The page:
Insurance change will cut expenses: Program puts more responsibility on city employees to control medical expenses.
(Pharos-Tribune (Logansport, Indiana) Via Acquire Media NewsEdge) Nov. 23--In a move to save costs, the city of Logansport has announced it will switch its health care provider to Anthem health savings accounts.
Mayor Mike Fincher announced the change at a board of works meeting this month. He indicated that he didn't want to make the change, but felt it was necessary as the city dealt with reductions in revenue.
"We've got a very good insurance program where we're at, but the problem is we can't afford it," Fincher said. "We're doing this to try and save money and save jobs."
This week, Fincher attended information sessions held to help city employees make the transition to the new plan. Representatives from Anthem and Security Federal Savings Bank, who are working with the city to provide health savings accounts, were also available at the sessions to answer questions and concerns.
In its agreement with Anthem health savings, employees are enrolled in a health savings plan, a tax-exempt health savings account that works like a bank account. Under the plan, the city will contribute $1,500 to an account for single employees, and $3,000 for families in the first year. All employees are required to pay $1,500 if they're single, or $3,000 for a family, to reach the deductible amount required by the insurer. Any medical costs in excess of the deductible will be fully covered. Employees are offered a choice of taking a payroll deduction to meet their contribution to the plan, or they can deposit money into the health savings account at their own discretion. These deposits will be eligible for tax credit.
The savings plans are also structured so that if the money in the account is not used during the year it rolls over to the next. City employees can also use the money for other needs.
Lynne Ness of Security Federal said that health savings plans, like the one being adopted by the city, are becoming increasingly popular among businesses and municipalities throughout the country because of their lower operating costs.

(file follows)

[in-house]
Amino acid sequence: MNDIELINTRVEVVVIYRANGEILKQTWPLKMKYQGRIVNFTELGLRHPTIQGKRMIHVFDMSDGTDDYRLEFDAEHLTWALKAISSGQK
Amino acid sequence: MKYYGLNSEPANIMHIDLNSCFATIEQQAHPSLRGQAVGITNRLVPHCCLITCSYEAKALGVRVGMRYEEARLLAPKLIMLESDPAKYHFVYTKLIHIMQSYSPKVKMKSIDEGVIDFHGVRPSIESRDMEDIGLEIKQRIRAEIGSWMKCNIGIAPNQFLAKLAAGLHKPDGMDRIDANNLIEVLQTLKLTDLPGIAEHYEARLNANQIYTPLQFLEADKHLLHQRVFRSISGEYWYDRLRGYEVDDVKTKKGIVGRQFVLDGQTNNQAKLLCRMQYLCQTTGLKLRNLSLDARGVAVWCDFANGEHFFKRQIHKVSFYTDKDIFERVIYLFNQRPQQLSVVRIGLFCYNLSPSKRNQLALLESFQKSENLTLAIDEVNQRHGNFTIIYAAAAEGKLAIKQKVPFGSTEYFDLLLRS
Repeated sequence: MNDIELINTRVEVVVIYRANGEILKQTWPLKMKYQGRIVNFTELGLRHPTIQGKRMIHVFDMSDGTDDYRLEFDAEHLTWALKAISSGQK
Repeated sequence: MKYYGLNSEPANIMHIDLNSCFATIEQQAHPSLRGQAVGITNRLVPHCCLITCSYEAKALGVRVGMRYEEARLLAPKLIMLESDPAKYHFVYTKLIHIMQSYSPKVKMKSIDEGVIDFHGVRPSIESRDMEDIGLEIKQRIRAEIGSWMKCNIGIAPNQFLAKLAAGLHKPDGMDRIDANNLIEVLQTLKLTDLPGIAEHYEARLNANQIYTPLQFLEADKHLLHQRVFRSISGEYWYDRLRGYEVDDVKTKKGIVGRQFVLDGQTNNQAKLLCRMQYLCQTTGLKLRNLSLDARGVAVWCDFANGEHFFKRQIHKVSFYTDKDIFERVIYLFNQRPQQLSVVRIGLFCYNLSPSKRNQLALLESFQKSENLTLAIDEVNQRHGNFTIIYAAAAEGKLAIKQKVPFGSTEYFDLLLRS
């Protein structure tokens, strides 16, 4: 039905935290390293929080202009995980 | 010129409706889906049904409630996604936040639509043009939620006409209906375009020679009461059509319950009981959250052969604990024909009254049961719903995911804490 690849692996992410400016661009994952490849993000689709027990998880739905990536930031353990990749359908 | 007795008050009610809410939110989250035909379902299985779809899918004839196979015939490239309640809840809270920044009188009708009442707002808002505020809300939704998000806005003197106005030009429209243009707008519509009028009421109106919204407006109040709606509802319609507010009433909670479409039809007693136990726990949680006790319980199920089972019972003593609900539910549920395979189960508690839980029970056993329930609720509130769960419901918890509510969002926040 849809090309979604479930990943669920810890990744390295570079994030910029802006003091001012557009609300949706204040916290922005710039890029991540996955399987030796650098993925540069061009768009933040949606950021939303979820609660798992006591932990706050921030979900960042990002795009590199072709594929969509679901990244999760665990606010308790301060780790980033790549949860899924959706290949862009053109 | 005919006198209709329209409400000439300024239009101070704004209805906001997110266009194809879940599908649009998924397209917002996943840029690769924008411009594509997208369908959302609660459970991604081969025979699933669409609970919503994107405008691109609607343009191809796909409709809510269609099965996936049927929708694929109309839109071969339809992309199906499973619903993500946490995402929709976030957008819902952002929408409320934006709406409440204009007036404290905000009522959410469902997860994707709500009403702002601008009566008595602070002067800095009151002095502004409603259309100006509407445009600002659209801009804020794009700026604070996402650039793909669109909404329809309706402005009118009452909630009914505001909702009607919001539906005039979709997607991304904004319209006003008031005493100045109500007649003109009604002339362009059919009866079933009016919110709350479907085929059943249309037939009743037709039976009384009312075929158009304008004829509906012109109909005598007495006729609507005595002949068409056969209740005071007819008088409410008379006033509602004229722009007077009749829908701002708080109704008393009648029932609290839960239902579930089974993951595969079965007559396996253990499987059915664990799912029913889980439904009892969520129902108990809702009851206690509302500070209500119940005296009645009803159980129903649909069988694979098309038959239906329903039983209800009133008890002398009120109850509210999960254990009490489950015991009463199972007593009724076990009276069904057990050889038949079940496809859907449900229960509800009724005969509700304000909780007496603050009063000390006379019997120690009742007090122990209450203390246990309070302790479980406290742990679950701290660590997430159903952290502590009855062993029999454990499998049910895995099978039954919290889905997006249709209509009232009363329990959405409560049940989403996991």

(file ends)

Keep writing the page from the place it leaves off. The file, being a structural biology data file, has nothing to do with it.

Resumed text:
The payments of $1,500 and $3,000 being made by the city to employees opening a health savings account have come from the 22 percent the city has saved by adopting the new plan.
Paul Bittimien, a consultant who has been working with the city on the transition since March, said the plan has given individuals more responsibility over a larger deductible and greater control over where their health insurance can be spent.
Many city employees, however, are not happy with the terms of the new plan.
Mike Rush of the Logansport Fire Department said some firefighters would prefer to pay a little more to keep the old plan.
"It just depends on who you are," he said. "If you're young and healthy and you're not going to use it, you're going to save. But if you are going to use it, it's going to cost a lot more money. There's about a 40 percent margin of people in between that it's probably not going to help."
Rush believes the plan is not bad for all city employees but thinks that many will police their health and health care costs more as a result.
"You're going to be taking more responsibility for your insurance," he said. "It will keep people from wasting money because they won't be visiting the doctor as much.
"For me, I used to order prescription medication every three months by mail. But now that is going to cost too much so I'm going to be going to Wal-Mart, Walgreens and CVS to check on the costs of prescriptions and will be getting the cheapest one I can get. It's putting the responsibility back on the person."
Fincher has defended the plan by reassuring employees that they're still getting a good deal on their health insurance policy. He has also compared the situation in Logansport to other cities.
"Everyone we have spoken to outside of Logansport has said that we've been generous to offer the equity that we have," he said. "We're not the only ones who are suffering here; it's everywhere. And most places don't do that. I felt like we needed to do something to help employees so they wouldn't take it on the chin so badly."
Fincher said that changes to the health insurance policy were only the first of many alterations to city wellness programs planned for 2009.
"This is the first step of a lot of changes," Fincher said. "We're planning on increasing our wellness programs including running smoking classes, obesity classes -- all things that cause problems for insurance companies."
Kevin Smith can be contacted at (574) 732-5148 or via e-mail at [email protected]
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